A Full Day’s Pay: Matthew 20:1-16

Focus Passage: Matthew 20:1-16 (NIV)

“For the kingdom of heaven is like a landowner who went out early in the morning to hire workers for his vineyard. He agreed to pay them a denarius for the day and sent them into his vineyard.

“About nine in the morning he went out and saw others standing in the marketplace doing nothing. He told them, ‘You also go and work in my vineyard, and I will pay you whatever is right.’ So they went.

“He went out again about noon and about three in the afternoon and did the same thing. About five in the afternoon he went out and found still others standing around. He asked them, ‘Why have you been standing here all day long doing nothing?’

“‘Because no one has hired us,’ they answered.

“He said to them, ‘You also go and work in my vineyard.’

“When evening came, the owner of the vineyard said to his foreman, ‘Call the workers and pay them their wages, beginning with the last ones hired and going on to the first.’

“The workers who were hired about five in the afternoon came and each received a denarius. 10 So when those came who were hired first, they expected to receive more. But each one of them also received a denarius. 11 When they received it, they began to grumble against the landowner. 12 ‘These who were hired last worked only one hour,’ they said, ‘and you have made them equal to us who have borne the burden of the work and the heat of the day.’

13 “But he answered one of them, ‘I am not being unfair to you, friend. Didn’t you agree to work for a denarius? 14 Take your pay and go. I want to give the one who was hired last the same as I gave you. 15 Don’t I have the right to do what I want with my own money? Or are you envious because I am generous?’

16 “So the last will be first, and the first will be last.”

Read Matthew 20:1-16 in context and/or in other translations on BibleGateway.com!

There are a few big ideas I saw in today’s passage, and the big idea I want to focus on today is something that I would be surprised if it will happen at the end of time. In this parable, God, represented by the landowner, pays all of his workers equally, even though they all work for different lengths of time.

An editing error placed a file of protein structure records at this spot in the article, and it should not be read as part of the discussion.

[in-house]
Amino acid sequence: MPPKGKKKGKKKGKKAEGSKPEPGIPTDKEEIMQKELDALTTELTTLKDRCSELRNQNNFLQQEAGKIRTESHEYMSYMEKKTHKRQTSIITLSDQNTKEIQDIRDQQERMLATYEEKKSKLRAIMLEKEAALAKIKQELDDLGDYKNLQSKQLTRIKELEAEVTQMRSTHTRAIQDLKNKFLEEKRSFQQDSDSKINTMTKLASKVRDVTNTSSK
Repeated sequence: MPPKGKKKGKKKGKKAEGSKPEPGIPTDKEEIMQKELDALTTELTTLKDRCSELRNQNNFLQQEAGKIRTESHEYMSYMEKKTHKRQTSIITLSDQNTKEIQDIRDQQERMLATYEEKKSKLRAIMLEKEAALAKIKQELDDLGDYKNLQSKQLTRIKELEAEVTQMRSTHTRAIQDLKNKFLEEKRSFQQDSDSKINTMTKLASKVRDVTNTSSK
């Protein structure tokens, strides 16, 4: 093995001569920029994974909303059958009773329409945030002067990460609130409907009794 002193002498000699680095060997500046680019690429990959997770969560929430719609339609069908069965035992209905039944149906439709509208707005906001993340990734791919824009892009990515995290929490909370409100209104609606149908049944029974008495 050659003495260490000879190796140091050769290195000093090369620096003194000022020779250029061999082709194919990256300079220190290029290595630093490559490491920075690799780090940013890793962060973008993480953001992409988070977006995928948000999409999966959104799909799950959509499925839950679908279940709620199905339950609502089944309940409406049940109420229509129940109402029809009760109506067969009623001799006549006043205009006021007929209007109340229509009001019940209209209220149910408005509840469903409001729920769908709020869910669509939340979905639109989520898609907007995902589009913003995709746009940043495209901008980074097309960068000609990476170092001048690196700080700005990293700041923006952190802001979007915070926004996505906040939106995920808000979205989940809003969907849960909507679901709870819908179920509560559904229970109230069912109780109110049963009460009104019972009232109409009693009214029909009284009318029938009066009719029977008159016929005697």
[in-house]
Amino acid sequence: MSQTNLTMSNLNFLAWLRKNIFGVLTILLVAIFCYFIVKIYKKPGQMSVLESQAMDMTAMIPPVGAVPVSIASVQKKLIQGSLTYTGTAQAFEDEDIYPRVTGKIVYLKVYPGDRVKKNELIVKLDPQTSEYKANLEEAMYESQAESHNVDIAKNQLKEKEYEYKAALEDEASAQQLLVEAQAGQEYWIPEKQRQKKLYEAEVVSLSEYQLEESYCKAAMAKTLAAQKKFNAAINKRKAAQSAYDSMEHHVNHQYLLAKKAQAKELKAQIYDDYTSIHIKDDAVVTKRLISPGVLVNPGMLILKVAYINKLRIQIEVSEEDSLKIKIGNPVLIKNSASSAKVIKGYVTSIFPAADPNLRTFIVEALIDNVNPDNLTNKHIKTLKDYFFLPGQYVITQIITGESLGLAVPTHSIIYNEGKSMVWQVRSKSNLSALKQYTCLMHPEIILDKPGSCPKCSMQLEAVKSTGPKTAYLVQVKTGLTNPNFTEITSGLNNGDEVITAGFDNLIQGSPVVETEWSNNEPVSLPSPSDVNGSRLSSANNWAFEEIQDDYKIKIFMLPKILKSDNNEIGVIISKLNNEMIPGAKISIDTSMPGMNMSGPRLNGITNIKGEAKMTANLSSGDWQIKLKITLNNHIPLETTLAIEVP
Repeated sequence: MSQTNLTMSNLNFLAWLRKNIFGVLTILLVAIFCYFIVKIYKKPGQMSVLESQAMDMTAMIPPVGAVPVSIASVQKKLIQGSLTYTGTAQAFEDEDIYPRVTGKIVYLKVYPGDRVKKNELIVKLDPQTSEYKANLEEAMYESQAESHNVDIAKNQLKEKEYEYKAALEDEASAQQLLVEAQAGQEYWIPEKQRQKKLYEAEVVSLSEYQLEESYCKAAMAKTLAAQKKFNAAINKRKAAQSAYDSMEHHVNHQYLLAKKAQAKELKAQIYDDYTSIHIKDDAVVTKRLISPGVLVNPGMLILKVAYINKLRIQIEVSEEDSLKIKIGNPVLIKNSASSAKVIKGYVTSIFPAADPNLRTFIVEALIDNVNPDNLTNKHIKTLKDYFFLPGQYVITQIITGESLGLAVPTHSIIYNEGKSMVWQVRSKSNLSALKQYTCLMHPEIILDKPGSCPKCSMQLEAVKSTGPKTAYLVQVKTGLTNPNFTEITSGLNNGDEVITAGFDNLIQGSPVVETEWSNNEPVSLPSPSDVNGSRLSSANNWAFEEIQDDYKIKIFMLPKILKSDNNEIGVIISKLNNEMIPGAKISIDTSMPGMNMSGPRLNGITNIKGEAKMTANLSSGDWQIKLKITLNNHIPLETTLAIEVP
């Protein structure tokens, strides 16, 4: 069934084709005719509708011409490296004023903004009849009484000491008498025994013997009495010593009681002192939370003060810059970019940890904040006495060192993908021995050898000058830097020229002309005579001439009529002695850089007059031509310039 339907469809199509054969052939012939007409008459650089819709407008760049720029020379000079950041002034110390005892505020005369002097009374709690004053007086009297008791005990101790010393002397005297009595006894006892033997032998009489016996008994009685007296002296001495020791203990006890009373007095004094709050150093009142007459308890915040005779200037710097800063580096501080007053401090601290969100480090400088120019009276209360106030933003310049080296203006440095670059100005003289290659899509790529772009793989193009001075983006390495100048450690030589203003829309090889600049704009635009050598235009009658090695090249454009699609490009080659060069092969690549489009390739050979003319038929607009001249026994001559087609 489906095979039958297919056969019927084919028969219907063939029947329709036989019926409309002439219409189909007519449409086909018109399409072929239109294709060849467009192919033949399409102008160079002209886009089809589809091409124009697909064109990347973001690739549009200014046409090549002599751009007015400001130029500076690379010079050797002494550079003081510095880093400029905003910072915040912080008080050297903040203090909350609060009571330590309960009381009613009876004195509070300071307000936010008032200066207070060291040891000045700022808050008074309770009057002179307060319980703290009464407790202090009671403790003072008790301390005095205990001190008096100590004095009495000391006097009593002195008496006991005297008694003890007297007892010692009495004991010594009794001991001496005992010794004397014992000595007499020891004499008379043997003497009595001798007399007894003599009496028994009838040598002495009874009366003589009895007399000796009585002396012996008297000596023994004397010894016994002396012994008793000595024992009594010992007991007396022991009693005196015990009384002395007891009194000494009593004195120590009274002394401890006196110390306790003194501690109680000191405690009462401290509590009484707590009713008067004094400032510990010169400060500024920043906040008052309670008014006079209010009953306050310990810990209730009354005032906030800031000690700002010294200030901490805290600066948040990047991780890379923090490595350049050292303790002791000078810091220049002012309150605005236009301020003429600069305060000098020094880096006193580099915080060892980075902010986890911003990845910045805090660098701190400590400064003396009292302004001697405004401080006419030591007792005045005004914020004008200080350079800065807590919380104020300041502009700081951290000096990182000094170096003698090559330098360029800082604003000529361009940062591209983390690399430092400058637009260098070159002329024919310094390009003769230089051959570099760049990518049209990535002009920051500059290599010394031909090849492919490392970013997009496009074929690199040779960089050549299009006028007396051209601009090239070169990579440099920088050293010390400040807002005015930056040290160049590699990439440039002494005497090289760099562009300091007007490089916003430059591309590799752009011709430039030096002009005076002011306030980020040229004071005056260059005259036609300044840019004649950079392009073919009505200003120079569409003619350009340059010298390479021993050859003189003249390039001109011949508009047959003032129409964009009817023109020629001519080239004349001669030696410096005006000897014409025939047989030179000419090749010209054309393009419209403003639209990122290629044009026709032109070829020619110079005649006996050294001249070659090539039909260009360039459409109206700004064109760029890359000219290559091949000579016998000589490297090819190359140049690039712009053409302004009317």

It is fairly easy to see a parallel in the people who grew up as Christ-followers and are saved as being those who were “hired” early. We also can see the contrasting parallel in the people who live their whole life not knowing Jesus, but who right before death, turn to Jesus, and are saved (i.e. the thief on the cross).

When we get to Heaven, what this parable implies is that those who followed Jesus all their lives will be jealous and envious of those who lived sinfully for 99.9999999% of their lives. I don’t really see this as happening when we all get to Heaven because we will be thrilled to be there, we will be focused on Jesus, and we will be happy meeting those who we are able to share eternity with.

Why would we be jealous? At that point in time, the past is over, and we’ve won. It really doesn’t matter.

However, what if someone we really didn’t like, or who we thought was a horrible person is in Heaven? Will that bother us? Looking at it from our perspective on earth, while we are still “working in the field”, it is easy to be jealous and/or envious of those who are no longer in the field—especially if we believe they made it to Heaven after something horrible they had done. But when we are looking from the heavenly perspective, and we’re together with them in Heaven, I still have a difficult time thinking I would be jealous.

However, I do feel that this misses the point of the parable. This parable isn’t as much about the reward as it is about God’s generosity. God rewards everyone who worked in the field with a full day’s work even though none of us deserve a full day’s pay. That in my mind is an amazing thought and one that it is hard to feel any jealousy about.

This thought was inspired by studying the Walking With Jesus “Reflective Bible Study” package. To discover insights like this in your own study time, click here and give Reflective Bible Study a try today!

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